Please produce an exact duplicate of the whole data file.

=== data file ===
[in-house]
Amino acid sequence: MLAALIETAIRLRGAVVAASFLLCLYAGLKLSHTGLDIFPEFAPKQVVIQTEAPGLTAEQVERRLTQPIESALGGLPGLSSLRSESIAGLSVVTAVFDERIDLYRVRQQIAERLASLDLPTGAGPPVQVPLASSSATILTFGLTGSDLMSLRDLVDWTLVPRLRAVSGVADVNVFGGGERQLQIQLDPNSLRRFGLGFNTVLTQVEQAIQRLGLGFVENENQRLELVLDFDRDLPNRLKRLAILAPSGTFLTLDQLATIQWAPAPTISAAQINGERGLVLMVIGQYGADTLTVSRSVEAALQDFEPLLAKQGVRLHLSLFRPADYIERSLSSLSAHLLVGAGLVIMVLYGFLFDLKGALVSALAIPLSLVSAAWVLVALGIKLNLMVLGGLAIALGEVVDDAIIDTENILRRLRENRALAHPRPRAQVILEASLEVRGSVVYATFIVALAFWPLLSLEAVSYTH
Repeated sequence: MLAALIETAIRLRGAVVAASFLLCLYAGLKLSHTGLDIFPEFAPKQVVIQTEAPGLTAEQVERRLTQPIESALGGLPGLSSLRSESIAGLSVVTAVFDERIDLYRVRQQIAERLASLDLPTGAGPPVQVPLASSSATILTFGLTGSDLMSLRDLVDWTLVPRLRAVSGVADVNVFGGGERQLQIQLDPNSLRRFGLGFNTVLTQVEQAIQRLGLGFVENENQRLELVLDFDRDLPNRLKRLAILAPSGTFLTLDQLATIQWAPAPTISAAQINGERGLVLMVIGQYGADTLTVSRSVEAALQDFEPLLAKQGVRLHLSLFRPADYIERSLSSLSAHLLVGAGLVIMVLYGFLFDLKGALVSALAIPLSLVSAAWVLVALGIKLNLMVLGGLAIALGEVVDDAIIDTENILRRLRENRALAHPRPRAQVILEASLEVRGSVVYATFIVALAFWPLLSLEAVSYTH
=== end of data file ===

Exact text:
[in-house]
Amino acid sequence: MLAALIETAIRLRGAVVAASFLLCLYAGLKLSHTGLDIFPEFAPKQVVIQTEAPGLTAEQVERRLTQPIESALGGLPGLSSLRSESIAGLSVVTAVFDERIDLYRVRQQIAERLASLDLPTGAGPPVQVPLASSSATILTFGLTGSDLMSLRDLVDWTLVPRLRAVSGVADVNVFGGGERQLQIQLDPNSLRRFGLGFNTVLTQVEQAIQRLGLGFVENENQRLELVLDFDRDLPNRLKRLAILAPSGTFLTLDQLATIQWAPAPTISAAQINGERGLVLMVIGQYGADTLTVSRSVEAALQDFEPLLAKQGVRLHLSLFRPADYIERSLSSLSAHLLVGAGLVIMVLYGFLFDLKGALVSALAIPLSLVSAAWVLVALGIKLNLMVLGGLAIALGEVVDDAIIDTENILRRLRENRALAHPRPRAQVILEASLEVRGSVVYATFIVALAFWPLLSLEAVSYTH
Repeated sequence: MLAALIETAIRLRGAVVAASFLLCLYAGLKLSHTGLDIFPEFAPKQVVIQTEAPGLTAEQVERRLTQPIESALGGLPGLSSLRSESIAGLSVVTAVFDERIDLYRVRQQIAERLASLDLPTGAGPPVQVPLASSSATILTFGLTGSDLMSLRDLVDWTLVPRLRAVSGVADVNVFGGGERQLQIQLDPNSLRRFGLGFNTVLTQVEQAIQRLGLGFVENENQRLELVLDFDRDLPNRLKRLAILAPSGTFLTLDQLATIQWAPAPTISAAQINGERGLVLMVIGQYGADTLTVSRSVEAALQDFEPLLAKQGVRLHLSLFRPADYIERSLSSLSAHLLVGAGLVIMVLYGFLFDLKGALVSALAIPLSLVSAAWVLVALGIKLNLMVLGGLAIALGEVVDDAIIDTENILRRLRENRALAHPRPRAQVILEASLEVRGSVVYATFIVALAFWPLLSLEAVSYTH